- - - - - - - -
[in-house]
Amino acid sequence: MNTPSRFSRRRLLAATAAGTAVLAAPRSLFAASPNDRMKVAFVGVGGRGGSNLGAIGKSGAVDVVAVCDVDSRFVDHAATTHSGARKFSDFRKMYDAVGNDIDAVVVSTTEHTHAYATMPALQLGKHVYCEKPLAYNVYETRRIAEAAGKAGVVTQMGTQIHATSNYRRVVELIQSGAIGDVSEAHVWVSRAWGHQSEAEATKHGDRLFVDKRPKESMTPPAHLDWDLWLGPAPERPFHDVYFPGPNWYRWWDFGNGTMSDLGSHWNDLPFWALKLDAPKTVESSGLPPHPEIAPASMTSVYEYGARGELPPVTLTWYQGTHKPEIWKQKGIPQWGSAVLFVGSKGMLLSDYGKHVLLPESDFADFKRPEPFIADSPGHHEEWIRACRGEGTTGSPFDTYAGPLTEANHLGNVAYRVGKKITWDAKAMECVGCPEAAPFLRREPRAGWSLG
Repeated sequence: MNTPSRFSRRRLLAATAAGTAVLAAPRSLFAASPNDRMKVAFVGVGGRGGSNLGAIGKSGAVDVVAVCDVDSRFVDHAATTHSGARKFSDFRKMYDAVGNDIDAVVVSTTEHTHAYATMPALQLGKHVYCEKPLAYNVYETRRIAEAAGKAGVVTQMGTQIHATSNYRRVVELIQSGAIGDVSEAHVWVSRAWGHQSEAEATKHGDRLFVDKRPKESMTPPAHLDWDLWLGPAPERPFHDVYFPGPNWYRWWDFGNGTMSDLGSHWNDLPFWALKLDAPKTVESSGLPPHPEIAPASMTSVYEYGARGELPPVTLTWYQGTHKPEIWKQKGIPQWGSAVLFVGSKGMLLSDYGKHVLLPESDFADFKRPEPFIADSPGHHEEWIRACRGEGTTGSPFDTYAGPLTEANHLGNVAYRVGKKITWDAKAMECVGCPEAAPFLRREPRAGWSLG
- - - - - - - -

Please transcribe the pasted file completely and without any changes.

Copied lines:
[in-house]
Amino acid sequence: MNTPSRFSRRRLLAATAAGTAVLAAPRSLFAASPNDRMKVAFVGVGGRGGSNLGAIGKSGAVDVVAVCDVDSRFVDHAATTHSGARKFSDFRKMYDAVGNDIDAVVVSTTEHTHAYATMPALQLGKHVYCEKPLAYNVYETRRIAEAAGKAGVVTQMGTQIHATSNYRRVVELIQSGAIGDVSEAHVWVSRAWGHQSEAEATKHGDRLFVDKRPKESMTPPAHLDWDLWLGPAPERPFHDVYFPGPNWYRWWDFGNGTMSDLGSHWNDLPFWALKLDAPKTVESSGLPPHPEIAPASMTSVYEYGARGELPPVTLTWYQGTHKPEIWKQKGIPQWGSAVLFVGSKGMLLSDYGKHVLLPESDFADFKRPEPFIADSPGHHEEWIRACRGEGTTGSPFDTYAGPLTEANHLGNVAYRVGKKITWDAKAMECVGCPEAAPFLRREPRAGWSLG
Repeated sequence: MNTPSRFSRRRLLAATAAGTAVLAAPRSLFAASPNDRMKVAFVGVGGRGGSNLGAIGKSGAVDVVAVCDVDSRFVDHAATTHSGARKFSDFRKMYDAVGNDIDAVVVSTTEHTHAYATMPALQLGKHVYCEKPLAYNVYETRRIAEAAGKAGVVTQMGTQIHATSNYRRVVELIQSGAIGDVSEAHVWVSRAWGHQSEAEATKHGDRLFVDKRPKESMTPPAHLDWDLWLGPAPERPFHDVYFPGPNWYRWWDFGNGTMSDLGSHWNDLPFWALKLDAPKTVESSGLPPHPEIAPASMTSVYEYGARGELPPVTLTWYQGTHKPEIWKQKGIPQWGSAVLFVGSKGMLLSDYGKHVLLPESDFADFKRPEPFIADSPGHHEEWIRACRGEGTTGSPFDTYAGPLTEANHLGNVAYRVGKKITWDAKAMECVGCPEAAPFLRREPRAGWSLG